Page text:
27a   Corrupt Tory edict limits one who oversees business news? (4,6)

The term city editor[5] has a different meaning in Britain than in North America. On the other side of the Atlantic, it is a person dealing with financial news in a newspaper whereas, on this side, it is a person dealing with local news in a newspaper. The British usage may arise from the fact that the City (short for City of London) is used as an eponym for the financial and commercial institutions located in the City of London ⇒ (i) the Budget got a stony reception from the City; (ii) [as modifier] a City analyst. This is similar to the usage of Wall Street as an eponym for financial institutions in New York City. Note that the City of London[5] is not the city of London, but merely the part of London situated within the ancient boundaries and governed by the Lord Mayor and the Corporation[5] (which, in Britain, is a group of people elected to govern a city, town, or borough ⇒ the City of London Corporation).

1d   It may make one look better to deal with stuff (4,4)

In Britain, a face pack[5] is a cosmetic preparation spread over the face and left for some time to cleanse and improve the condition of the skin ⇒ (i) she was applying a face pack; (ii) weekly face packs are beneficial.

3d   I pick a horse up on country trip (13)

In the solution, cull[5] is used in the sense (new to me) of (1) to select from a large quantity or obtain from a variety of sources ⇒ anecdotes culled from Greek and Roman history or (2) with the archaic meaning of to pick (flowers or fruit) ⇒ fresh culled daffodils.

Horse[5] is a slang term for heroin, as is H[5].

5d   0-0 draw in United match? Better than that! (5)

The wordplay here took a bit of pondering to figure out — even after having arrived at the correct solution. Actually, it is not so much the wordplay that is difficult, but figuring out where the definition starts. The wordplay is "0-0 draw in United" which is interpreted as OO (0-0) containing (draw in) UTD (United) [start with OO; then draw in UTD]. The definition is "match? better than that!". If you do better than match, you OUTDO.

Utd[5] is an abbreviation for United (in names of soccer teams) ⇒ Scunthorpe Utd. Although the word United is commonly found in the names of football [soccer] teams in Britain, it is almost certainly a reference to the Manchester United Football Club[7] (often referred to as simply United), an English professional football club, based at Old Trafford [football stadium] in Old Trafford [district of Manchester], Greater Manchester, that plays in the Premier League (the top level in the English football league system). Manchester United is undoubtedly referred to as United (rather than Manchester) to distinguish it from its cross-town rival Manchester City (known as City).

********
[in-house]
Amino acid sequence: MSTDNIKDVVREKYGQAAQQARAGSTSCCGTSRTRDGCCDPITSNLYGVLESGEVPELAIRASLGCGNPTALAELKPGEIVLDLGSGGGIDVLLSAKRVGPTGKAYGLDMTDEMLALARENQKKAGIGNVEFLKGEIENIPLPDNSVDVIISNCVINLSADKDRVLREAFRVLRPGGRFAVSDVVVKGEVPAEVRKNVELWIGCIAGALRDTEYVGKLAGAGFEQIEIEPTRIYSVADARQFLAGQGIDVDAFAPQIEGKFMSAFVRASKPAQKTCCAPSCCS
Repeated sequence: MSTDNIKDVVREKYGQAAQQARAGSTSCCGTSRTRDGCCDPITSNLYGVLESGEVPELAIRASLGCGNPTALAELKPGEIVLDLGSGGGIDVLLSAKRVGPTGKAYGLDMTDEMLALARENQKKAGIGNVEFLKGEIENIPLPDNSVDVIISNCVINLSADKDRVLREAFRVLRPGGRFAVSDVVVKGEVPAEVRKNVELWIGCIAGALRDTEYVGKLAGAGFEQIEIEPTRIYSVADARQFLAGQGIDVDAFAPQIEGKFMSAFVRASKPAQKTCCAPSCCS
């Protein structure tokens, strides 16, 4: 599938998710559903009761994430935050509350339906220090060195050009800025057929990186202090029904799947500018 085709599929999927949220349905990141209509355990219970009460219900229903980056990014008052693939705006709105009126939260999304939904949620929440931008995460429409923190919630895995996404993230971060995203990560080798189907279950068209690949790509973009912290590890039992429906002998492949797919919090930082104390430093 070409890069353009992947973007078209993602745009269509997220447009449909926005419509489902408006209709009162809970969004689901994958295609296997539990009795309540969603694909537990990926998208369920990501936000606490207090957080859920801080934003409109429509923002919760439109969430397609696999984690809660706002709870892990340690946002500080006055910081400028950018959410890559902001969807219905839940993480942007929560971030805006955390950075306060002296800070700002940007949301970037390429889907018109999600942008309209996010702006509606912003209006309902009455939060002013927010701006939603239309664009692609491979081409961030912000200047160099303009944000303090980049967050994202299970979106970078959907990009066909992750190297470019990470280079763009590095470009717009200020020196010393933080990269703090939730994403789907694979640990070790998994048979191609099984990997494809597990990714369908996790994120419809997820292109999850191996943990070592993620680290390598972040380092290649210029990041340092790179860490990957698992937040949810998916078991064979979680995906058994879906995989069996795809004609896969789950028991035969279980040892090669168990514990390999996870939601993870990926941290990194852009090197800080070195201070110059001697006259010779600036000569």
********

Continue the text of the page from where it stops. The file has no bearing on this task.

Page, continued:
7d   Simple game with short piece of wood (6)

Rugby union (RU)[5] is a form of rugby played in teams of fifteen, in contrast to rugby league[5], which is played in teams of thirteen.

8d   Cheshire town with one capsized ship (6)

Widnes[7] is an industrial town in Cheshire, England located on the northern bank of the River Mersey.

17d   Nasty, but it won't start to block my passage (8)

Once again, even though I had the correct solution, the wordplay escaped me. The definition (which was clear enough) is "passage". The wordplay is ORRID {HORRID (nasty) without its initial letter (but it won't start)} contained in (to block) COR (my).

Cor[5] is an informal British exclamation expressing surprise, excitement, admiration, or alarm ⇒ Cor! That‘s a beautiful black eye you’ve got!

19d   Lost? Put on a little light (6)

Here "a little light" is used to clue LED[5] (light-emitting diode).

20d   Tribesman wants wild area (6)

The Tswana[5] are a southern African people living in Botswana, South Africa, and neighbouring areas.
Key to Reference Sources: 

[1]   - The Chambers Dictionary, 11th Edition
[2]   - Search Chambers - (Chambers 21st Century Dictionary)
[3]   - (American Heritage Dictionary)
[4]   - (Collins English Dictionary)
[5]   - Oxford Dictionaries (Oxford Dictionary of English)
[6]   - Oxford Dictionaries (Oxford American Dictionary)
[7]   - Wikipedia
[8]   - Reverso Online Dictionary (Collins French-English Dictionary)
[9]   - Infoplease (Random House Unabridged Dictionary)
[10] - (Collins English Dictionary)
Signing off for this week — Falcon